Better Than the Digital Cash You Have Now
On his deathbed, a friend’s dad gave a strange last request. ‘Break the back wall of the chimney.’ After, my friend did what his dad asked.
Wondering why, he hit the bricks with his sledge hammer. A hollow thud betrayed a false wall which hid $500,000 in gold bars. His dad had lived through the Great Depression and had never trusted banks since.
This story got me thinking about how much I trust the bank. After poking around my own chimney (it’s a 148 year old house and maybe I’ll get lucky?), I started to realize a couple of things:
- I go to work and get paid through direct deposit
- The grocery store accepts payment through a debit card for physical food (much tastier than digital food!).
- Websites work through digital credit cards and I get something physical delivered to my door (Thanks Amazon!)
…. I never actually hold my money. I am already using a digital currency.
What is the main difference between this and Bitcoin?
The Current Financial System
Trust makes the entire financial system work.
Anything not paid in cash is a credit (which implicitly requires trust). The shopper’s bank doesn’t ship the grocery store cash at the exact time of purchase per every transaction. They credit them an amount after the day (or whatever). Same with just about any other purchase.
Banks use fractional reserve banking which means they already don’t have enough cash on hand to cover all their debts. It’s all a highly coordinated game of trust. Banks trust on the monthly payments made on what they loan and they trust not everyone wants all their physical money at the same time.
Bitcoin, on the other hand, is completely trustless. It fills the role of cold hard cash on the internet. No third party is needed, just a decentralized network working to facilitate trades.
A purely peer to peer version of electronic cash would allow online payments to be sent directly from one party to another without going through a financial institution.
How Bitcoin Works
Bitcoin is essentially a store of value with an attached transaction history.
We define an electronic coin as a chain of digital signatures. Each owner transfers the coin to the next by digitally signing a hash of the previous transaction and the public key of the next owner and adding these to the end of the coin. A payee can verify the signatures to verify the chain of ownership.
This history allows Bitcoin to be trustless. But how? What prevents people from copy/pasting new bitcoins or just sending them to multiple people? What prevents people from just editing Bitcoin code and assigning all Bitcoins to themselves?
Bitcoin Cryptography (The Cool Stuff)
Firstly, Bitcoin uses a cryptographic trick called ‘hashing’ to condense its entire history into a single 32bit value. In fact, hashing is integrated into almost every facet of Bitcoin. Oversimplified, if any part of a Bitcoin’s history changes, it will change the hash value of the coin, letting you know someone is fiddling with your bits!
Secondly, all transactions are publicly announced on the Bitcoin network (the blockchain). If the majority of the nodes on the blockchain agree that the transaction took place (and it is valid), the transaction will be written into the hash of the next transactions. This makes it impossible to go back and change history (Currently. Unless you are a nation-state. Though hopefully national governments have more to worry about than my online purchases =)).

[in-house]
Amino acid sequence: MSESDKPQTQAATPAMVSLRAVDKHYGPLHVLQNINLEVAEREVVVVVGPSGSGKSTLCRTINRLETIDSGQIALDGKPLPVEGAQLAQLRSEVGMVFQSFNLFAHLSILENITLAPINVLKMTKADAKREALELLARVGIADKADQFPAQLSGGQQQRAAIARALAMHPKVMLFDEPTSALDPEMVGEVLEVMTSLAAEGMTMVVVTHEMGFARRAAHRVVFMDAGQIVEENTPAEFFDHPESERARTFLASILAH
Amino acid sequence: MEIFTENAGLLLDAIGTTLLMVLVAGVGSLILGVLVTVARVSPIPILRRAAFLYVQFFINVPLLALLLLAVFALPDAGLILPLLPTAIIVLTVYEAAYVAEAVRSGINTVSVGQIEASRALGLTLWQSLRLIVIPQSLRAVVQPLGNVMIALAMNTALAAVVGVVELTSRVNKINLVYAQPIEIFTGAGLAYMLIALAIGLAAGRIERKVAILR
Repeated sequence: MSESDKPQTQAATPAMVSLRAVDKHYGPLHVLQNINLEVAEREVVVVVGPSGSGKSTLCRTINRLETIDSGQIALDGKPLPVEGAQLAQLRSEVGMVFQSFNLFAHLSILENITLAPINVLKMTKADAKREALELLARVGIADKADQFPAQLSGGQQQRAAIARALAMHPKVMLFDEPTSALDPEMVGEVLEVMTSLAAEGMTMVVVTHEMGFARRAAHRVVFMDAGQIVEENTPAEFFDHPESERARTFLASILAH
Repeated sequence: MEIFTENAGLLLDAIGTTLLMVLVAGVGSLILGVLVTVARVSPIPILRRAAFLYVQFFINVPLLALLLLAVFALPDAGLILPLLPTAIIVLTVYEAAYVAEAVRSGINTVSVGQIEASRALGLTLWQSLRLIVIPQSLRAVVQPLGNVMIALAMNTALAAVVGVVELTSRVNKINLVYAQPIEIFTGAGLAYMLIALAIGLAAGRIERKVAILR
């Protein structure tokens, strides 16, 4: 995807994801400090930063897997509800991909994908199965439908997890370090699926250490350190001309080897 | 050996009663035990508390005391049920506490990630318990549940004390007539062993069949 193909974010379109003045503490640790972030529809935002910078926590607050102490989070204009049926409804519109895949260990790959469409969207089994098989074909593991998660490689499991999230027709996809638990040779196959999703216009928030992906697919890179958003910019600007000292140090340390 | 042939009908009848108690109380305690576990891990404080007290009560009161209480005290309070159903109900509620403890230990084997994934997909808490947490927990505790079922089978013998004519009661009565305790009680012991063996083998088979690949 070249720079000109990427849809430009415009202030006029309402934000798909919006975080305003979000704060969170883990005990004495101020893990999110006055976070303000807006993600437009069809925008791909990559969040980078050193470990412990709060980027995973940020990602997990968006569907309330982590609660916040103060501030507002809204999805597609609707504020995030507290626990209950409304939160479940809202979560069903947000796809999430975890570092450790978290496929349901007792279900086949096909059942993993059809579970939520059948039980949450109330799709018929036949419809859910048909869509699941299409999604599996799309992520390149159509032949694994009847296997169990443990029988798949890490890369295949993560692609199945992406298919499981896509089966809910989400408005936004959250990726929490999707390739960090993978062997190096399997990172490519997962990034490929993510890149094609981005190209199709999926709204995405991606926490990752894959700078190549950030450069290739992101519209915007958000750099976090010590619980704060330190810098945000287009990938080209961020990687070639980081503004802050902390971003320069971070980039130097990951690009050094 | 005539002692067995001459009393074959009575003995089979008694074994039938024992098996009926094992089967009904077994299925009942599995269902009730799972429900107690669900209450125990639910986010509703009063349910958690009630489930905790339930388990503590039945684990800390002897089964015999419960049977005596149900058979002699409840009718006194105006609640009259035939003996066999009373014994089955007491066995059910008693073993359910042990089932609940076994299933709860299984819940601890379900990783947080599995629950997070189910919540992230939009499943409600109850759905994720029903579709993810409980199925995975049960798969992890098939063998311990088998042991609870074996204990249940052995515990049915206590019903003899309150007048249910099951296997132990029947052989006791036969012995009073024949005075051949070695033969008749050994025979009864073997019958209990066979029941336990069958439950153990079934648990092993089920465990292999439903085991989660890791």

The network knows that a transaction is valid because it is aware of all transactions. This combined with an immutable history means that the blockchain is able to detect fraudulent coins. However, the blockchain has no way to tie those transactions back to you. Unlike facebook, the blockchain is only interested in moving bitcoins around and not about selling data and ads. =)
Is Bitcoin Really Money?
Further, Bitcoin is a scarce resource. Actually, compared to physical cash, Bitcoin fits the economist version of money better in every way save for acceptability (but we’re working on that!).
Coinbase has 32million accounts. Last year 19 million new accounts were open. This is growing real quick.
|I’ll take whatever cash anyone wants to give me =) So would anyone.|
|Scarcity||There will only ever be 21million Bitcoin||If the government needs more to spend, it can just print more! Nothing like ditching a gold standard for faith and trust!|
|Portability||I bet I can store more bitcoin in my wallet than you can fit dollars in yours =P|
|Durability||If the internet is destroyed, we have bigger issues than lost Bitcoin (no more memes!)||Only one house fire away from losing all the cash in your mattress. Maybe the bank can help you store it|
|Divisibility||Bitcoin can be split down to the 0.00000001 BTC.||If I only have a 20, can I rip it in half to pay $10?|
|Uniformity||The only way one bitcoin differs from another is its transaction history.||I wish all my dollars were uniform, it would make getting snacks out of the vending machine so much easier. No More Crumpled Edges!|
A Brave New Coin
As our world continues to become digitized, the need for trustless internet cash will increase. Unless Jeff Bezos wants to stop sending pictures and build a drone to come get my cash, then Bitcoin will continue to become adopted. There are some issues with bitcoin (such as lost accounts and other custodial things) but these will get better in time as more and more people start to use it.
However, the scarcity of bitcoin, its security, and its distributed network are massive advantages over the traditional banking system. Some have even argued that Bitcoin could solve the world’s debt crisis. If one thing is for sure, cryptocurrency is here to stay.